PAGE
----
You have until 9th February to respond to the consultation, see more info here >>>
The proposal would see the ends of certain roads blocked off and residents encouraged to walk or cycle across the whole of Dedworth. Buses may be given right of access and residents may have to drive around the block to get home.
I have only seen this information in the last couple of days and reviewed with fellow Councillors and the RBWM project lead this afternoon.
I wanted to get it out to residents ASAP so you can offer your feedback. Please note you don’t have long to respond.
This would be implemented through Government funding but if not something that residents want then the funding would be withdrawn.
So please read through and consider the implications and whether this would be a benefit or hindrance to the local area.
What is a Low Traffic Neighbourhood?
A Low Traffic Neighbourhood (LTN) aims to improve street environments and local neighbourhoods for walking and cycling, and to create more opportunities for people to meet on the street. An LTN introduces access restrictions, known as ‘modal filters’, to prevent motor vehicles from using local streets as a cut through to avoid main roads. Often, vehicles will use local streets to shorten their journey times, but at the same time increasing local traffic, road danger and pollution levels, and therefore making it harder for residents to consider more sustainable modes of transport such as walking or cycling for local journeys.
What is a ‘modal filter’?
‘Modal filters’ are either physical barriers on the road, such as planters or bollards, or can be signposted and monitored with enforcement cameras. Modal filters created with physical barriers will restrict access for motorised vehicles but will still allow enough space for pedestrians and cyclists to travel through them.
Some larger modal filters may take the form of a pocket park dependant on the space available in the area. Surrounding area layout and conditions would be taken into account so assess the feasibility and appropriateness of a pocket park in any area.
What is a pocket park?
Pocket parks are considered to be small areas of inviting public green space where people can relax, exercise, socialise and play. They must be openly accessible for the communities they will serve, and ideally offer open access for anyone wishing to use them.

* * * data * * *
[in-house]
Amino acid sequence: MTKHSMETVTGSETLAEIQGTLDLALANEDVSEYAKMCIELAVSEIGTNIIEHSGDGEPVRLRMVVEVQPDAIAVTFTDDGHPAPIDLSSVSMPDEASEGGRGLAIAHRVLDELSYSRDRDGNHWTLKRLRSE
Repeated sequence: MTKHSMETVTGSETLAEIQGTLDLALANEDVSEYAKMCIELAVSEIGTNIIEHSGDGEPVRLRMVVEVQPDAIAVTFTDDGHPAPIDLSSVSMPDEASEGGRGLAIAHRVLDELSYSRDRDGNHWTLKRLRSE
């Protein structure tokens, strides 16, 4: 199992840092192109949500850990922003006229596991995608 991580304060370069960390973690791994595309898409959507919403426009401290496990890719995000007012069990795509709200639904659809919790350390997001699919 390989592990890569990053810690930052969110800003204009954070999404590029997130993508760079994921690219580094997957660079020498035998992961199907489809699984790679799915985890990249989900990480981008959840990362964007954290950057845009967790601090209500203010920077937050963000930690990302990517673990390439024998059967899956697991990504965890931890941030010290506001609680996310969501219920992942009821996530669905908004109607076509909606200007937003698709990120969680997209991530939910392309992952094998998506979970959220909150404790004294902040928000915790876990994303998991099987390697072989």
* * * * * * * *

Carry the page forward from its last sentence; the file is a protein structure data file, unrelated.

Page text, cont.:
The definition of a Pocket Park is: “a piece of land of up to 0.4 hectares (although many are around 0.02 hectares, the size of a tennis court) which may already be under grass but which is unused, undeveloped or derelict”.
They can be both natural and more formal in character (and perhaps ideally a blend of both) on the basis that they either will provide a green open space that also offers habitat opportunities and opportunities for people to connect with nature.
Will I be able to access the road I live on by car?
Local residents, businesses, visitors, emergency services and other service providers such as waste collection, utilities and deliveries will still have vehicular access to every address within an LTN scheme, although they may need to take a slightly different route than before. We have consulted emergency services to ensure that the scheme meets their requirements.
What about the impact on the wider area from displaced traffic?
Restrictions will initially be put in place using an Experimental Traffic Order (ETO) which allows us to trial things in a ‘live’ situation, and then make changes to the order if required. The impact on the surrounding area will be monitored and if there is an adverse effect on the wider area due to this scheme the ETO can be adjusted.
What is an Experimental Traffic Order?
An Experimental Traffic Order (ETO) is like a permanent traffic regulation order in that it is a legal document which imposes traffic and parking restrictions such as road closures, controlled parking and other parking regulations indicated by double or single yellow line etc. The ETO can also be used to change the way existing restrictions function. An ETO is made under Sections 9 and 10 of the Road Traffic Regulation Act 1984. ETOs can only stay in force for a maximum of 18 months while the effects are monitored and assessed. Changes can be made during the first six months of the experimental period to any of the restrictions (except charges) if necessary, before the council decides whether or not to make the scheme permanent.
Please take time to add your feedback to the consultation ASAP.